Flying into the future in Style
Dubai, February 11, 2013
By 2015, the way we travel will change significantly fuelled by innovation in IT - used by airlines, airports and passengers, according to a leading specialist in air transport communications and IT solutions.
Over the next three years, the industry will see a major transformation in the way passengers buy travel services and use self-service along their journey, according to SITA, the world's leading specialist in air transport communications and IT solutions..
In addition, these journeys will take place in a fully mobile and social environment with airlines and airports intelligently using vast quantities of data to deliver real service and operational improvements, said SITA in a report published today.
Nigel Pickford, the director of Market Insight, SITA, said: "Information technology has already had a major influence on air travel. And with the number of global travelers expected to double by 2030, it will continue to lead the way for the industry."
"Our survey analysis shows four major IT trends which will shape the entire travel experience, from how we book flights to how we interact with airlines and airports during the journey, to the kinds of services we expect," he noted.
Based on SITA’s most recent surveys of airlines, airports and passengers worldwide , the four major trends which will shape the future of global air travel are:
*The way passengers buy travel services:
By 2015, both airlines and airports expect the web and the mobile phone to be the top two sales channels. Passengers are asking for a more personalized buying experience, and the industry is responding. For example, Alaska Airlines is one of several airlines with a travel app that alerts fliers to airfare deals from their hometowns and to cities where their friends live.
*Passengers will be in control:
By 2015, 90 per cent of airlines will offer mobile check-in - up from 50 per cent today. Passengers will use 2D boarding passes or contactless technology such as Near Field Communications (NFC) on their phones, at different stages of their journey, such as at boarding gates, fast-track security zones and to access premium passenger lounges.
Japan Airline’s Touch & Go Android is one example of an app, which will allow passengers to pass through boarding gates using their NFC-enabled phones. France’s Toulouse-Blagnac Airport is piloting a similar service.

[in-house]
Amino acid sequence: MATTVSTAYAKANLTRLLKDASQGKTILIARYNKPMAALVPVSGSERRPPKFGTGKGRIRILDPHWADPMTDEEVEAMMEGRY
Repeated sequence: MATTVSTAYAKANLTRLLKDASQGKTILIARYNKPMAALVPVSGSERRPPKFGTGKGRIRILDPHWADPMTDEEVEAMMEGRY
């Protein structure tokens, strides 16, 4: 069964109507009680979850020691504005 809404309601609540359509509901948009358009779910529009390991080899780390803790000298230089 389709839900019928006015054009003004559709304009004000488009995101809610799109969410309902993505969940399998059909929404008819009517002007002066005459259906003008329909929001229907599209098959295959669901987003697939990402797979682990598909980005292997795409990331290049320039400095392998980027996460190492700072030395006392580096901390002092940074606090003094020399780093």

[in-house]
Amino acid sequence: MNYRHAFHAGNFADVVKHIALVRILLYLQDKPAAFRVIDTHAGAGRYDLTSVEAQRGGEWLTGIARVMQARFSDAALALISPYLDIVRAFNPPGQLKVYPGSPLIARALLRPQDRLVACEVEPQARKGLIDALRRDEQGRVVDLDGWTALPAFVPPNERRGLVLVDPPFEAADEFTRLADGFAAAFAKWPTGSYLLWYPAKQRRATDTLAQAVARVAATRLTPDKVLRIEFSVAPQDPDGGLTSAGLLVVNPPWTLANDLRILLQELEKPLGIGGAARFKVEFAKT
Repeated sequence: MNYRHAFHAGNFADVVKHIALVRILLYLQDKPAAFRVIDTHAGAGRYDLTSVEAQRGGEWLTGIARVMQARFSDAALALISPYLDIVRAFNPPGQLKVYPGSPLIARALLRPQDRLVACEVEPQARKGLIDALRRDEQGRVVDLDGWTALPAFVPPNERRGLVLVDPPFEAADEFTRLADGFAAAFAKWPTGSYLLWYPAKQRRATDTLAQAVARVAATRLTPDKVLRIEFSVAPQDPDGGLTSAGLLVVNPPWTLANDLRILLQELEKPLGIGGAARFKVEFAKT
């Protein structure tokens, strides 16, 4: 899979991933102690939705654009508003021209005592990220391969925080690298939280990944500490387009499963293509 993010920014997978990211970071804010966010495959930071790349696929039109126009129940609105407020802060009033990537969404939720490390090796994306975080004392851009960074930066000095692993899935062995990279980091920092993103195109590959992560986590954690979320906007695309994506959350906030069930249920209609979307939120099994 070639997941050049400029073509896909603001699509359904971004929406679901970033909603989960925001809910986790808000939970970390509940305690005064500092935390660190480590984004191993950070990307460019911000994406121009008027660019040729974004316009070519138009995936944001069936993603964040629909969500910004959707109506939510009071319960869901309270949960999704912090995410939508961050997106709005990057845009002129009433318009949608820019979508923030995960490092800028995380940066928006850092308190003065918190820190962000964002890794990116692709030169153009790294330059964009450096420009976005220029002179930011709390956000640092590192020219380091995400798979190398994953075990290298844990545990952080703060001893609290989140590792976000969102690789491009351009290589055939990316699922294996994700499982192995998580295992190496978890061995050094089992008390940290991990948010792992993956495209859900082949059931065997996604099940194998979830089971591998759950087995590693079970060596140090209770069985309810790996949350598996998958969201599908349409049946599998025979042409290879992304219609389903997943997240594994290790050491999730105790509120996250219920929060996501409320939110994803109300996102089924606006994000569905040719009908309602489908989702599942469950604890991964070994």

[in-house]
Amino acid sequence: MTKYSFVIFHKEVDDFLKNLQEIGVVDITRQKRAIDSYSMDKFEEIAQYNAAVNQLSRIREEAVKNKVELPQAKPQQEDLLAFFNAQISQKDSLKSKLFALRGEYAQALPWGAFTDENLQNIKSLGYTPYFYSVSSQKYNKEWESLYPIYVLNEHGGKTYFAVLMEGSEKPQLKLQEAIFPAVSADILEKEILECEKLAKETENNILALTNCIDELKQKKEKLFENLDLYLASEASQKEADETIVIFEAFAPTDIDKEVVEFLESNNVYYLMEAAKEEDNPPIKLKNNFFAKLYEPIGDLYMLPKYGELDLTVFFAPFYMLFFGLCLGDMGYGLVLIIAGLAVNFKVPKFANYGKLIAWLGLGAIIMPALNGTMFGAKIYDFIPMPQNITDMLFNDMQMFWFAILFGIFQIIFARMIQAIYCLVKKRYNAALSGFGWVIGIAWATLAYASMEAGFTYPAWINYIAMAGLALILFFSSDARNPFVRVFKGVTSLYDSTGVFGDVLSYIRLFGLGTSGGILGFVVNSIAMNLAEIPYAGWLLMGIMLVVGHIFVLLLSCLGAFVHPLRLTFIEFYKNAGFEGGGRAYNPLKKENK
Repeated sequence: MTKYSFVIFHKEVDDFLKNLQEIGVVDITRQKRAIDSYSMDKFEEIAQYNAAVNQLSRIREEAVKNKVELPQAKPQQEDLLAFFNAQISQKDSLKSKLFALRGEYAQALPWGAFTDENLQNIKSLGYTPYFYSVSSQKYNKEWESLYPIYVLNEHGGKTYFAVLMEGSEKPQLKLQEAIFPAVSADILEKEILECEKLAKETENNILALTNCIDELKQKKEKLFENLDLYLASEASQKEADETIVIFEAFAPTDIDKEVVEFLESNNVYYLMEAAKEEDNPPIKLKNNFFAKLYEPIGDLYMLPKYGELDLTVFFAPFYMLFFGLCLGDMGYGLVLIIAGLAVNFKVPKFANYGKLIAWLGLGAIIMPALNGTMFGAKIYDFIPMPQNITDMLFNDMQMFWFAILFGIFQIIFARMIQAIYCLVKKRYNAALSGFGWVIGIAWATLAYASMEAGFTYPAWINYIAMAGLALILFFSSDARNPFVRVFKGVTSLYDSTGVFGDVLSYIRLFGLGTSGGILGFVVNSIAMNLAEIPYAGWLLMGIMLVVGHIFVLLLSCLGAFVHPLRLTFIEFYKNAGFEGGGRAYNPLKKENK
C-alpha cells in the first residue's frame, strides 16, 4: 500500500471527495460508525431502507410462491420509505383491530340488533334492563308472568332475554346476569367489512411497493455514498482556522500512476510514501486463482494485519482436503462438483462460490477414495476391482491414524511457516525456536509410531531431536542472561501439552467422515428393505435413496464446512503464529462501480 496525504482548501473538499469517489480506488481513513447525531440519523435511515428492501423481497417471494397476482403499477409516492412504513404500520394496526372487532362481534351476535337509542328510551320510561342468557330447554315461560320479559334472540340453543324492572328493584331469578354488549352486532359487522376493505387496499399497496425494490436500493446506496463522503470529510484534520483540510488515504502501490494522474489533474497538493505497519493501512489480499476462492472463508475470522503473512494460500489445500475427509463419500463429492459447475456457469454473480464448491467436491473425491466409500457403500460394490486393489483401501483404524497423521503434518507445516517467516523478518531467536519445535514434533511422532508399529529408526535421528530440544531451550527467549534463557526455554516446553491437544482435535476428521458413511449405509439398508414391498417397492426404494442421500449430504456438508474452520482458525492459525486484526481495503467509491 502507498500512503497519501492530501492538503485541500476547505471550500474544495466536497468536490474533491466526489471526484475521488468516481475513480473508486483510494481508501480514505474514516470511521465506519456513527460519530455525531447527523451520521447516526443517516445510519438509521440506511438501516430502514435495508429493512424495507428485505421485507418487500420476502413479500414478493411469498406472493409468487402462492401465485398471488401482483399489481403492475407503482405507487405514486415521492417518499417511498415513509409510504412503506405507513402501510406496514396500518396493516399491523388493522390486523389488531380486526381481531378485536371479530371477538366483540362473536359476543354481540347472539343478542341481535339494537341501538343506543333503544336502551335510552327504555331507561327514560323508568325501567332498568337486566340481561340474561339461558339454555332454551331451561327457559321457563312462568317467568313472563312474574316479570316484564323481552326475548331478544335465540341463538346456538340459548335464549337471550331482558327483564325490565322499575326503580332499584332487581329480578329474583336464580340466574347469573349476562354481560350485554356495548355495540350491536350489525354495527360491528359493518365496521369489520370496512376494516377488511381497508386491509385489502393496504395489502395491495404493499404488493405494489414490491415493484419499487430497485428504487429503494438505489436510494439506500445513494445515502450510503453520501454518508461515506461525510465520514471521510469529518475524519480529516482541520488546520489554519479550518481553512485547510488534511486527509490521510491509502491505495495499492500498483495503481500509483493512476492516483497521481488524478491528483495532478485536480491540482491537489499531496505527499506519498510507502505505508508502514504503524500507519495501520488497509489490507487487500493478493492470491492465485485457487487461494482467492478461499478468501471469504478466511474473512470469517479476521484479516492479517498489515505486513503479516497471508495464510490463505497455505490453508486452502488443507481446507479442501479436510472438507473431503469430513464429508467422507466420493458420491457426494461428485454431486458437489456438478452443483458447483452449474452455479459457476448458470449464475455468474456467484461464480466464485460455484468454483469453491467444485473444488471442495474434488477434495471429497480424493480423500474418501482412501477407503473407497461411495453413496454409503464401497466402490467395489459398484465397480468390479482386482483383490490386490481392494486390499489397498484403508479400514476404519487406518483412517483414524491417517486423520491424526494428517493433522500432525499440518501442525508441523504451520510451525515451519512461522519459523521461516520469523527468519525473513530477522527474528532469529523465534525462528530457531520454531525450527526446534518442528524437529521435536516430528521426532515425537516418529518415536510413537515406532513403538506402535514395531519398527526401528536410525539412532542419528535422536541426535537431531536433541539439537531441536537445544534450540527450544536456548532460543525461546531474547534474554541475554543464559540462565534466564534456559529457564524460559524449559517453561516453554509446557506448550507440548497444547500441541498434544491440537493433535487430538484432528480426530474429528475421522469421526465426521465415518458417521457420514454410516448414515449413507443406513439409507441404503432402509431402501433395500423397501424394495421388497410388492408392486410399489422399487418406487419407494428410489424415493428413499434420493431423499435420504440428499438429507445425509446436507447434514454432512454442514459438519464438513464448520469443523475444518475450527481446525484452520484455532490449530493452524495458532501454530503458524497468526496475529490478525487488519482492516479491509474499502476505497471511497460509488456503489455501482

*Customer services will become more mobile and social:
By 2015, nine out of ten airlines and airports will provide flight updates using smart phone apps. The i industry is also exploring apps to improve the customer experience.
At Japan’s Narita Airport, roaming service employees personalize the customer experience by using iPads to provide airport, flight and hotel information to passengers.
In addition, Edinburgh Airport is one of several airports with apps that help passengers plan their journeys to and from the airport, track their flights, access terminal maps and reserve parking spots before they arrive.
*Improvement in passenger experience:
By 2015, more than 80 per cent of airports and airlines will invest in business intelligence (BI) solutions. Most will focus on improving customer service and satisfaction, often through personalized services. For example, one European airline, Vueling, researches customers via social media in an effort to understand them better. It then integrates this information into their BI programs to improve loyalty.
According to Pickford, the passenger needs and preferences are changing.
"Today’s passengers want more control throughout their journey. They expect transformation in both the kinds of services airlines and airports offer, and the way they communicate with them," he stated.
"At the same time, the industry is investing in business intelligence solutions and collaborating more to increase operational efficiency and improve customer service and loyalty," he added.-TradeArabia News Service
More Analysis, Interviews, Opinions Stories
- Arab Spring boosts demand for bulletproof cars
- Kuwait bourse to be big fish in small pond
- Online vs in-store shopping: convenience is key
- Online 'Magna Carta' needed: Web founder
- Terror tag to Brotherhood complicates Gulf ties
- All change as Formula One enters new era
- The age of genomic medicine dawns, finally
- Huge housing deal signals Gulf investment push into Egypt
- Syria healthcare system bleeds as newborns freeze to death
- Majority of women in news media suffer abuse
- Taking the strain out of Gulf-US flights
- Missing jet: Rarest of aviation disasters
- Middle East leads drilling boom
- New engine, new rules and new sound for F1 in 2014
- Qatar rift a pivotal test for GCC
- Lufthansa to offer in-flight movies on smartphones
- Gulf's rift over Qatar may slow investment, reforms
- GCC insurance industry on a stable footing
- Turning charisma into cash: Bernanke's 40 minutes
- 'Healthy' role for private sector needed
- Riyadh, Jeddah among world’s cheapest cities
- US oil export ban could be lifted piecemeal
- Bill Gates with $76bn is world's richest again
- Mideast leads global luxury shopping spend
- ME firms facing ‘record level of cyber attack’
- Clubbing business with leisure and community work
- $27bn capital shortfall facing regional banks
- Obama, wary of foreign crises, faces new Ukraine test
- The brief reign of bitcoin's top exchange
- Iran's fleet back in business as exports pick up